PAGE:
Review: Mother of Mine (Äideistä parhain) (2005)

The Thinker by Rodin

Over twenty million men and women died in World War Two. There were also millions who escaped with their lives but who were left spiritually wounded. Few who lived in Europe were unaffected by the war. Among the victims were thousands of children who were separated from their parents for much of the war. In many ways they were the lucky ones, for many escaped into safer countries. Mother of Mine traces the story of one Finish boy, Eero Lahti, who was caught in the detritus of the war.

During the war, Finland was aligned with the Axis powers. Sweden, just across the Baltic Sea, was unaligned. It became a logical destination for young children like Eero to go for an extended “vacation” with a host family. While the idea sounded humane in theory, it was still wrenching in practice. It was more so in Eero’s case, because he lost his father to the war shortly before being sent to Sweden. His world, which had been wrapped around his father and his mother Kirsti, was suddenly bereft of both friends and family. Moreover, Eero arrived in Sweden, unable to speak a word of Swedish, and placed with a childless farm family. As if his world was not topsy turvy enough, he finds little but coldness from his foster mother Signe. The only person that seems to care at all for him is his foster father Hjalmar, whose Finnish is rudimentary and whose attentions are often elsewhere.

Eero is also an unusually sensitive boy for whom any change is unwelcome and who is easily frustrated. He dreams of returning home to his mother, and even starts constructing a raft to make the trip home, a foolish and perilous journey which when he attempt it nearly kills him. His unhappiness turns to despair when he reads a letter from his mother to his foster mother, saying she has met a man in Germany who she wants to marry. Kirsti wants the family to adopt Eero permanently. Meanwhile, through the wireless he hears reports that the Russians have invaded his country. Helsinki is in flames and there are thousands of civilian casualties. In short, his world is blown away and he feels trapped in a situation that seems shows no possibility of improving. Moreover, he is emotionally devastated to learn that his mother wants to give him up for permanent adoption.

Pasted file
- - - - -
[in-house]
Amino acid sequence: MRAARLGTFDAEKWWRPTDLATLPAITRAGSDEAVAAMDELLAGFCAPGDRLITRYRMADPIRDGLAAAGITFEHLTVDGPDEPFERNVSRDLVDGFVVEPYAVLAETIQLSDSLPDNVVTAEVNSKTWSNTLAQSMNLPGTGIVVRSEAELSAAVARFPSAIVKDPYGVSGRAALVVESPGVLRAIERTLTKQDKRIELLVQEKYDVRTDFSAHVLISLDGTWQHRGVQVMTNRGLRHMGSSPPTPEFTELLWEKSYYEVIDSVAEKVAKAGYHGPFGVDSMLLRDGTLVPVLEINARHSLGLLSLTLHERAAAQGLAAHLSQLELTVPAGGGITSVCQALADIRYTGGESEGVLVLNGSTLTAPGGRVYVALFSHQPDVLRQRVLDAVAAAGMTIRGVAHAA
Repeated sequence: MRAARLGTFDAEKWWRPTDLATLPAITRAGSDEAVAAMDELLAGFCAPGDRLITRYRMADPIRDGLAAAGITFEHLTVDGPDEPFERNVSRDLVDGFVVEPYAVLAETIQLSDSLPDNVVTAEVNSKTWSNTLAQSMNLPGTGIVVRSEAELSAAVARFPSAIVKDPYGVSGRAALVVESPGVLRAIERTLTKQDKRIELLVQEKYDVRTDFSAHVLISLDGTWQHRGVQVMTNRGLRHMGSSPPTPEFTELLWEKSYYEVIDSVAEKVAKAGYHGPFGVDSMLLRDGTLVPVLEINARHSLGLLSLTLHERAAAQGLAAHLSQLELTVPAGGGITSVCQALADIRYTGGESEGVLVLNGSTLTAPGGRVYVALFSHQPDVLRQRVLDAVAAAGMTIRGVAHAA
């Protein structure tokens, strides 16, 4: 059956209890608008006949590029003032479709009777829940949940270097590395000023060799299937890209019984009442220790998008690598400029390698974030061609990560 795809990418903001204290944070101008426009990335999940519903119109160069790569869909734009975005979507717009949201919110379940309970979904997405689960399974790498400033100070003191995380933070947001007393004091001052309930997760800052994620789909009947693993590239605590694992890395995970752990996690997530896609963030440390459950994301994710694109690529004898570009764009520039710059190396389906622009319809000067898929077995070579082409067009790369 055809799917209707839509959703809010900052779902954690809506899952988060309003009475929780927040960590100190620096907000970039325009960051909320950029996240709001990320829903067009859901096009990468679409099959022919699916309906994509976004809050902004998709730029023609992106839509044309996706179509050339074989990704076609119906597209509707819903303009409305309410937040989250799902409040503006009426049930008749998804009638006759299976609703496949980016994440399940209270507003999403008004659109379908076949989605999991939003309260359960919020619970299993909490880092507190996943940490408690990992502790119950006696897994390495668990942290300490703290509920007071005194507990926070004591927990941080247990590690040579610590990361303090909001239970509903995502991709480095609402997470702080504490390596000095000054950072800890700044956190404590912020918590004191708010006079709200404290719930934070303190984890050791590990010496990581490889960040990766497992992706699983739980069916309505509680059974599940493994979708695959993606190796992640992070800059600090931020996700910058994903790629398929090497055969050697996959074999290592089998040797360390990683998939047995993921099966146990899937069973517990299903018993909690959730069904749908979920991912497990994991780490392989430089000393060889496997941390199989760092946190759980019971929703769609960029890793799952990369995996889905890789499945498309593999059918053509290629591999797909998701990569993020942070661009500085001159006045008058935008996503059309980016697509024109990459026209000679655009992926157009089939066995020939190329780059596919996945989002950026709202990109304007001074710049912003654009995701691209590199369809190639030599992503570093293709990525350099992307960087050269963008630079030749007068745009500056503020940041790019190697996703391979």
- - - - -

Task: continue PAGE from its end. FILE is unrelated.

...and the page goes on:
I was a sensitive boy like Eero, so it wasn’t hard for me to relate to his trauma in this low key but very well made film. Topi Majaniemi is a gifted young actor who convincingly plays Eero in a part that would be challenging for any child his age. The roles in this movie are few, but the acting is uniformly excellent. Maria Lundqvist has perhaps the most demanding role as Eero’s foster mother. She portrays a complex woman whose antipathy for Eero is hard to understand, until it becomes clear that, like Eero, she too has suffered devastating personal losses. It is her decision to share her loss with Eero that eventually helps her feel affection for him. Yet no amount of affection can salve Eero’s mental wounds. That his mother does not want him back in her life after being such a nurturing presence is like a knife through his heart.

As you might expect, this movie comes with subtitles, but that should not dissuade you from spending ninety minutes or so in Eero’s poignant world. Not only is it convincingly acted, but it is also well staged and superbly directed. If your childhood, like mine, had periods of dysfunction, this movie will help you realize that your problems were probably trifles. And Eero’s problems, as heart wrenching as they were to him, were very small in the context of a much larger and uglier war.

3.2 on my 4 point scale.

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